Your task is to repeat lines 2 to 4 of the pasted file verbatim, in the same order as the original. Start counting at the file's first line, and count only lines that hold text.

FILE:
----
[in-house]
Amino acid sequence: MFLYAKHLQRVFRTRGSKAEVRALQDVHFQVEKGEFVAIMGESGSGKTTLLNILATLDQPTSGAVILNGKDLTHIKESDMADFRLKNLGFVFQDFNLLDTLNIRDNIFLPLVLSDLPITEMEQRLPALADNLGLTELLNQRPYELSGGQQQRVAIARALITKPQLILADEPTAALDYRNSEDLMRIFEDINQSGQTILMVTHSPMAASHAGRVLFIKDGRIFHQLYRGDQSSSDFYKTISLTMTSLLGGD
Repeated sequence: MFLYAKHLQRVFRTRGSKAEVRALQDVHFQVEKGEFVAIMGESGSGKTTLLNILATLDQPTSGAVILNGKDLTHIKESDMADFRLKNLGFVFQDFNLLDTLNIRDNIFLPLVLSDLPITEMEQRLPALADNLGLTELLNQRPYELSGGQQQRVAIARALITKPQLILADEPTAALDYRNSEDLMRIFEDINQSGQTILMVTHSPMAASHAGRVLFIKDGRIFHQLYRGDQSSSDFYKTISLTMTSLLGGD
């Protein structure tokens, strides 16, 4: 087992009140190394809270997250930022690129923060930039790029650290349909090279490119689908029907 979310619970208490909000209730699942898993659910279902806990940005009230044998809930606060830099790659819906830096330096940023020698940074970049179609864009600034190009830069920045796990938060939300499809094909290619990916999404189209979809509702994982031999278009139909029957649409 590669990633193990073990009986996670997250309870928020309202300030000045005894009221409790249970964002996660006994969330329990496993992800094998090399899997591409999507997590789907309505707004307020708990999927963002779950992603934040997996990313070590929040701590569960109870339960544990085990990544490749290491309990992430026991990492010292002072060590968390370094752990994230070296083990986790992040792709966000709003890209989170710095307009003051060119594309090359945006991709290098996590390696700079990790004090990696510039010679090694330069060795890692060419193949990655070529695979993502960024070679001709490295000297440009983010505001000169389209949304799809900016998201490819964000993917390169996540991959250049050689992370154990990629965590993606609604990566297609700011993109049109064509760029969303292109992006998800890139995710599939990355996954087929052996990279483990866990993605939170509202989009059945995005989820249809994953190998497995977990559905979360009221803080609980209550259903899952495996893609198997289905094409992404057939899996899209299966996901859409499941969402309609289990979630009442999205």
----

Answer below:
Amino acid sequence: MFLYAKHLQRVFRTRGSKAEVRALQDVHFQVEKGEFVAIMGESGSGKTTLLNILATLDQPTSGAVILNGKDLTHIKESDMADFRLKNLGFVFQDFNLLDTLNIRDNIFLPLVLSDLPITEMEQRLPALADNLGLTELLNQRPYELSGGQQQRVAIARALITKPQLILADEPTAALDYRNSEDLMRIFEDINQSGQTILMVTHSPMAASHAGRVLFIKDGRIFHQLYRGDQSSSDFYKTISLTMTSLLGGD
Repeated sequence: MFLYAKHLQRVFRTRGSKAEVRALQDVHFQVEKGEFVAIMGESGSGKTTLLNILATLDQPTSGAVILNGKDLTHIKESDMADFRLKNLGFVFQDFNLLDTLNIRDNIFLPLVLSDLPITEMEQRLPALADNLGLTELLNQRPYELSGGQQQRVAIARALITKPQLILADEPTAALDYRNSEDLMRIFEDINQSGQTILMVTHSPMAASHAGRVLFIKDGRIFHQLYRGDQSSSDFYKTISLTMTSLLGGD
């Protein structure tokens, strides 16, 4: 087992009140190394809270997250930022690129923060930039790029650290349909090279490119689908029907 979310619970208490909000209730699942898993659910279902806990940005009230044998809930606060830099790659819906830096330096940023020698940074970049179609864009600034190009830069920045796990938060939300499809094909290619990916999404189209979809509702994982031999278009139909029957649409 590669990633193990073990009986996670997250309870928020309202300030000045005894009221409790249970964002996660006994969330329990496993992800094998090399899997591409999507997590789907309505707004307020708990999927963002779950992603934040997996990313070590929040701590569960109870339960544990085990990544490749290491309990992430026991990492010292002072060590968390370094752990994230070296083990986790992040792709966000709003890209989170710095307009003051060119594309090359945006991709290098996590390696700079990790004090990696510039010679090694330069060795890692060419193949990655070529695979993502960024070679001709490295000297440009983010505001000169389209949304799809900016998201490819964000993917390169996540991959250049050689992370154990990629965590993606609604990566297609700011993109049109064509760029969303292109992006998800890139995710599939990355996954087929052996990279483990866990993605939170509202989009059945995005989820249809994953190998497995977990559905979360009221803080609980209550259903899952495996893609198997289905094409992404057939899996899209299966996901859409499941969402309609289990979630009442999205």